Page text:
Directed by JASON TIPPET AND ELIZABETH MIMS
Garrison and Kevin live in a small desert town with nothing to do. In foreclosed homes and deserted underpasses they create their own fun and avoid the realities of being an adult while sharing a love of skateboarding. Skye is strong-willed, beautiful and wise beyond her years. She’s trying to fight bank managers from taking the house her grandparents raised her in. The boys hold each other in loving tension throughout the film, displaying vulnerability, admirable self-consciousness, relatable naiveté and an almost embarrassing integrity. Over one last summer of first loves and heartbreaks, friendship and self-made adventure, these three teenagers find everything they knew beginning to transform before their eyes.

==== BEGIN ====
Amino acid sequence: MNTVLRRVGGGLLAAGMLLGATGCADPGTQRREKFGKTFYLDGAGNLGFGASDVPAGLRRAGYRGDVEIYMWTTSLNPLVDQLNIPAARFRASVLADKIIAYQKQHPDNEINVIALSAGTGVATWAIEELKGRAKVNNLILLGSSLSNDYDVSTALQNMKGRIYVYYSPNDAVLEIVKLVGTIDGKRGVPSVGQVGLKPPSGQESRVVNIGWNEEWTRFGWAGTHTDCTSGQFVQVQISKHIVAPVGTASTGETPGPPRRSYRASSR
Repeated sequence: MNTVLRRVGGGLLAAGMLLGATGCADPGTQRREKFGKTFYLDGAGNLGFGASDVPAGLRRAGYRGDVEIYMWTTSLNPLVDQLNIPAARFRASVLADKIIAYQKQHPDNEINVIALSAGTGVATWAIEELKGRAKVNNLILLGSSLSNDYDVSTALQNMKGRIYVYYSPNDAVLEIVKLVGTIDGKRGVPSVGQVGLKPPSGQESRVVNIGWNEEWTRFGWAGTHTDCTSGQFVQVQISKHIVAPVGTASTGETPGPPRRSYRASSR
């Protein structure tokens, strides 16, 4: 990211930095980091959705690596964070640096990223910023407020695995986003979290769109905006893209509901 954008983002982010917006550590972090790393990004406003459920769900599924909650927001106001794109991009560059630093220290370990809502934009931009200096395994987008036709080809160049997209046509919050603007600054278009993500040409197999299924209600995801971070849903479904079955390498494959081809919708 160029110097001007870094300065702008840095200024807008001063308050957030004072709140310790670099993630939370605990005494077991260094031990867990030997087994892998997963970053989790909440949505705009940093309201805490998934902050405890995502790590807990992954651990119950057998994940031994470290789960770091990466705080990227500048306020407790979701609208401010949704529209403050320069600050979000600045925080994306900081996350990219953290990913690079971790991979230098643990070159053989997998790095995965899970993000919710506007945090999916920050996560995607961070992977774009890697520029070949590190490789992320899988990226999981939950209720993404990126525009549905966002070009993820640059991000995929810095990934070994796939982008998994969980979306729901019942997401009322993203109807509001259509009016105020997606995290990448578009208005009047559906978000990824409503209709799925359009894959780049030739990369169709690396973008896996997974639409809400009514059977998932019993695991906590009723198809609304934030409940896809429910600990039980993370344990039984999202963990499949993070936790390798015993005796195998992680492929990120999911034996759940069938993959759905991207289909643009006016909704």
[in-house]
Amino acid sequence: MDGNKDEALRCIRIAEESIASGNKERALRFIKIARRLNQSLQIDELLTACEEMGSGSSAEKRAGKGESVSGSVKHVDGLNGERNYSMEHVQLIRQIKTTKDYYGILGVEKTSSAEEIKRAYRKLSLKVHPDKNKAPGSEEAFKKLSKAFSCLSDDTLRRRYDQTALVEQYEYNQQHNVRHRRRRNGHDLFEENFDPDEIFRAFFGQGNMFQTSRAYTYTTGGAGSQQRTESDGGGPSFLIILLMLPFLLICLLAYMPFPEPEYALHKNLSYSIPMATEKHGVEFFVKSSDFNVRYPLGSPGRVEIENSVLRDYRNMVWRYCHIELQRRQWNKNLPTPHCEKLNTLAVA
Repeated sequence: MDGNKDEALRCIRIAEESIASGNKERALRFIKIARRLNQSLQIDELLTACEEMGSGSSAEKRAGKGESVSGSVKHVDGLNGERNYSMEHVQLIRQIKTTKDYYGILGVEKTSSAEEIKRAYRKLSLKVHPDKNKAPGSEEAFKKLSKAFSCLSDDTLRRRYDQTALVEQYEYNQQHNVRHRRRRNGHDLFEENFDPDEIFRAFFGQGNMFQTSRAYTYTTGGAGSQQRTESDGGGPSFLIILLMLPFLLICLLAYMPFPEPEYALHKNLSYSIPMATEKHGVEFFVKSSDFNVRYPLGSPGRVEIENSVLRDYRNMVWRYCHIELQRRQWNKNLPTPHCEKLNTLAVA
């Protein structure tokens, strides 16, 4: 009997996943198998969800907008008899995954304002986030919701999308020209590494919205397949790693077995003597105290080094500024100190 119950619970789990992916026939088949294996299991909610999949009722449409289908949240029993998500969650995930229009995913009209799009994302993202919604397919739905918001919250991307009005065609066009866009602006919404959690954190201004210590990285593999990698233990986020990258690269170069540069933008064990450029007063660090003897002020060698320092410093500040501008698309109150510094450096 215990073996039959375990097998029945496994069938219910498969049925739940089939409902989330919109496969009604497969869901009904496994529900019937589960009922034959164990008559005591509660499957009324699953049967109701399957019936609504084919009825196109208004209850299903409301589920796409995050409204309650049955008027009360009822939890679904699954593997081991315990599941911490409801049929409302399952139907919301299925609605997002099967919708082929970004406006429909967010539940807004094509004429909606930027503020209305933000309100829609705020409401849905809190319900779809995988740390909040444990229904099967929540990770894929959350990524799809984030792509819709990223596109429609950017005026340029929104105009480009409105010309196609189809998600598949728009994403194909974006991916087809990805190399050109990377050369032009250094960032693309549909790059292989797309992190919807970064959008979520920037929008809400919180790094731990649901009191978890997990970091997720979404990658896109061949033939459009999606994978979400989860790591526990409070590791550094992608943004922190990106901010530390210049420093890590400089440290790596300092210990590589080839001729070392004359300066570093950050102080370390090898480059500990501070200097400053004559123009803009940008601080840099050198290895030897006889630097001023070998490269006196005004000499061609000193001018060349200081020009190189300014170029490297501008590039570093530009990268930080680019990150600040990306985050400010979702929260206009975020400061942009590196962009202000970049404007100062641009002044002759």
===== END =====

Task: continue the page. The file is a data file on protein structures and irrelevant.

An incredibly intimate, candid and instantly relatable portrait of a moment in life we’ve all shared, this is a film that will be close to people’s hearts. Documentary directors Elizabeth Mims and Jason Tippet display remarkable sensitivity and a penchant for wry and respectful humor in their treatment of Kevin and Garrison’s journeys and travails. Only the Young continuously surprises with its low-key stylistic choices, which are intuitively pitch-perfect in relation to the stories of these young men. It is a staggeringly beautiful story of male teenage friendship, the complications of young love and the moment life moves from the stability of childhood into an ever-changing adult world. If that doesn’t sell you, come for one of the best dance scenes in a movie this year.